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Calif. Competitiveness Panel Issues Plan

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School choice, a longer school day and year, and mandatory English-comprehension programs are needed to help bolster California's economy and attract new industry to the state, according to a bipartisan report that recommends a host of reforms to state leaders.

The report by the Council on California Competitiveness--impaneled by Gov. Pete Wilson and chaired by Peter V. Ueberroth, the businessman who organized the 1984 Summer Olympics in Los Angeles--concludes that state legislators must consider the state's shifting economy in making policy decisions. In the past 18 months, the panel says, the largest state has lost more than 500,000 jobs while recording more than 600,000 new residents.

"People are coming, but jobs are going,'' Mr. Ueberroth said in releasing the report last month. "California has become a costly and difficult place to do business. Adopting our proposed measures will change that.''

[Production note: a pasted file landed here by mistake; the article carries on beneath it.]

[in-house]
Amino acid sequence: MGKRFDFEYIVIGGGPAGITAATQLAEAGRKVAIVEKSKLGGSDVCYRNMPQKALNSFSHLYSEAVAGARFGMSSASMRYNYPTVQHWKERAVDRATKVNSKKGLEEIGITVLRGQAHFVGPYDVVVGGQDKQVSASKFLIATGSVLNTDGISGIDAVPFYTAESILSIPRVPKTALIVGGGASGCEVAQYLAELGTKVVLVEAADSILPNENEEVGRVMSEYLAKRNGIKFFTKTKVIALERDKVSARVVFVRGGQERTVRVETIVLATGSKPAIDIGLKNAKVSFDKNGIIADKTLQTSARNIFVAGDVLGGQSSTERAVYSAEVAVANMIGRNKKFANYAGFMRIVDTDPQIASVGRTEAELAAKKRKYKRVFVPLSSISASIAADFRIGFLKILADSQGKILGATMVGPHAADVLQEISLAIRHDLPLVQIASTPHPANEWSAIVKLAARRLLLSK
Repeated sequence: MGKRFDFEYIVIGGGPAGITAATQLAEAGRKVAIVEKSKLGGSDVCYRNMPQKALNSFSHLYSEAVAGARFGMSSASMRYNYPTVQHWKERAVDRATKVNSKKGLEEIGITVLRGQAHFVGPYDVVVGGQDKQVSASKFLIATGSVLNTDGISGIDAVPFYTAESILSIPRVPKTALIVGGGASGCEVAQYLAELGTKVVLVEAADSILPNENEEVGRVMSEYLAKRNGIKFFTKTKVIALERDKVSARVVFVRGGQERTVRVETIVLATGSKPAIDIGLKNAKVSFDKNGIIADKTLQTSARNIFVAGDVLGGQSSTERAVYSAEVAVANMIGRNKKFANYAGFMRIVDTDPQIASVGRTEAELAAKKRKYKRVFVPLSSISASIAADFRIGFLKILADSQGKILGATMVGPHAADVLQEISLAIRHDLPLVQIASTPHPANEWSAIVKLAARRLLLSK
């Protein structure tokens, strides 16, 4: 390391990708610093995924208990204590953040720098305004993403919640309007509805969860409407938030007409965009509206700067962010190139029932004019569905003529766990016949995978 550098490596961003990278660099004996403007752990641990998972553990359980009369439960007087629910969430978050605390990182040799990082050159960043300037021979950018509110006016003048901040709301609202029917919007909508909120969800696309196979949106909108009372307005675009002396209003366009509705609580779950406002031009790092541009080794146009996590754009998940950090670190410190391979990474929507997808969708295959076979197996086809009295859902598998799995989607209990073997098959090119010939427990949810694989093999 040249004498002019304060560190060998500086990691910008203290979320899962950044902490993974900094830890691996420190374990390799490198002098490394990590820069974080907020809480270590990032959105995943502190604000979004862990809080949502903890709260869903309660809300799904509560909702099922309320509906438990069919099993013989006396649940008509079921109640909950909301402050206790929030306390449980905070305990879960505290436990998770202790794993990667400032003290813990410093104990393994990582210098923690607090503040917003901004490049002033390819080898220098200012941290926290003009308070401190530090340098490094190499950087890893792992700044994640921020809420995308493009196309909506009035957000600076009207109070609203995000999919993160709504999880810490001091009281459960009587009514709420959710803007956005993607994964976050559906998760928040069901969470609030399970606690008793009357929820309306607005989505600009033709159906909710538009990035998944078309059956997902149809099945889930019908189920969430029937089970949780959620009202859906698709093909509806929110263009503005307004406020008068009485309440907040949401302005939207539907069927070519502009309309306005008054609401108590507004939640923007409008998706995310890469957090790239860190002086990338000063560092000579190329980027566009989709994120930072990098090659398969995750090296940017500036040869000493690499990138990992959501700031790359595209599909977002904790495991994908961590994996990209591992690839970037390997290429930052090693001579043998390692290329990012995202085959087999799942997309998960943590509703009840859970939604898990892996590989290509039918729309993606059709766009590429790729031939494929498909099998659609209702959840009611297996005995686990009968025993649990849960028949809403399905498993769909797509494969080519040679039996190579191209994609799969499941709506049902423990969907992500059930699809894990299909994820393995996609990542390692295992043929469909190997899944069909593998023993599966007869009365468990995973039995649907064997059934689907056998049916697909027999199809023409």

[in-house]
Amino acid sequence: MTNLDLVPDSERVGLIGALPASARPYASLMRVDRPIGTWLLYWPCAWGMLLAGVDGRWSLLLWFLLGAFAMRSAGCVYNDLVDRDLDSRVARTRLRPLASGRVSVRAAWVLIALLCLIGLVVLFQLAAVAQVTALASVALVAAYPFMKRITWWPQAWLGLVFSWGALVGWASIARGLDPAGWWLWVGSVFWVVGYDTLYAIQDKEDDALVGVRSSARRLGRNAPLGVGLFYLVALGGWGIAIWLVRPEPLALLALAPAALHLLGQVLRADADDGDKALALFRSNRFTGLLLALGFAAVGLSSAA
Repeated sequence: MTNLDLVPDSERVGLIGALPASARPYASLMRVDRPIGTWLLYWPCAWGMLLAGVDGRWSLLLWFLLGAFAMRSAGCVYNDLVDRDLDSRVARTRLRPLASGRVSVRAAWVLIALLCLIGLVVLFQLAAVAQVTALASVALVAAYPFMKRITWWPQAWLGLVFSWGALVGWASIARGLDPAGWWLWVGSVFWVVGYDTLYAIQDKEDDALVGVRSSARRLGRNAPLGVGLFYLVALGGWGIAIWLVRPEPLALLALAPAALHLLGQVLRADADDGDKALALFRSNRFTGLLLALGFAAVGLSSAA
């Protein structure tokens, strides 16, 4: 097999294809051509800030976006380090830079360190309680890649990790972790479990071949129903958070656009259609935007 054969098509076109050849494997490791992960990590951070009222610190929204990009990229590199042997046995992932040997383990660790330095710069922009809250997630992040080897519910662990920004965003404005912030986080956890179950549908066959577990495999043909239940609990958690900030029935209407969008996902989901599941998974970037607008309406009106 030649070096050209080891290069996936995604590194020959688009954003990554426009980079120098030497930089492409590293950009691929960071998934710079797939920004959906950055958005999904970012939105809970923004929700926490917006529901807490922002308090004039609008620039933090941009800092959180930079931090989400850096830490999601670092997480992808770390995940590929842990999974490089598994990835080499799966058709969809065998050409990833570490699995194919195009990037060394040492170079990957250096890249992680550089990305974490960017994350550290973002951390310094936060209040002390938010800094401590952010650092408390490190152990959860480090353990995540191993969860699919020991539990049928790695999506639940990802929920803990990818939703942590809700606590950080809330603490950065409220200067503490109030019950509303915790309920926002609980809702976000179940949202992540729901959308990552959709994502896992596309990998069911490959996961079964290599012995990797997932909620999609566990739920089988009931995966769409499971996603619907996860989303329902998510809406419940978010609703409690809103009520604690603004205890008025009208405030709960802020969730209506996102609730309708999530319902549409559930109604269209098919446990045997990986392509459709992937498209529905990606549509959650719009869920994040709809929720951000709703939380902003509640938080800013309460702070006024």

While the state's worker's-compensation system, state regulations, and legal obstacles were among the panel's main targets, the report argues that the state is also hampered by a poor education and job-training system.

To that end, the group issued five recommendations, including stricter cost accountability, a statewide open-enrollment plan, an extra hour per school day and a 200-day school year, English-comprehension requirements for 3rd graders, and expanded career training for 11th and 12th graders.

"The state spends nearly $30 billion a year [on education] with dismal results; the problems are huge,'' the report says. The 17-member panel cites continuing troubles related to dropouts and language barriers.

The report asks businesses in California to suspend any plans to move jobs out of the state for the next year as state officials attempt to implement reforms. The group is calling for efforts to retain aircraft and aerospace firms, adopt policies that would encourage manufacturers to expand, recruit new high-technology businesses, and relax rules for small businesses.

The panel went to great lengths to underscore its warnings.

"Unless its recommendations are adopted, the council warns that the state risks bankruptcy and each Californian risks losing their current standard of living,'' the report says. "California needs to let go of the dream that companies are fighting to come to this state.''--L.H.

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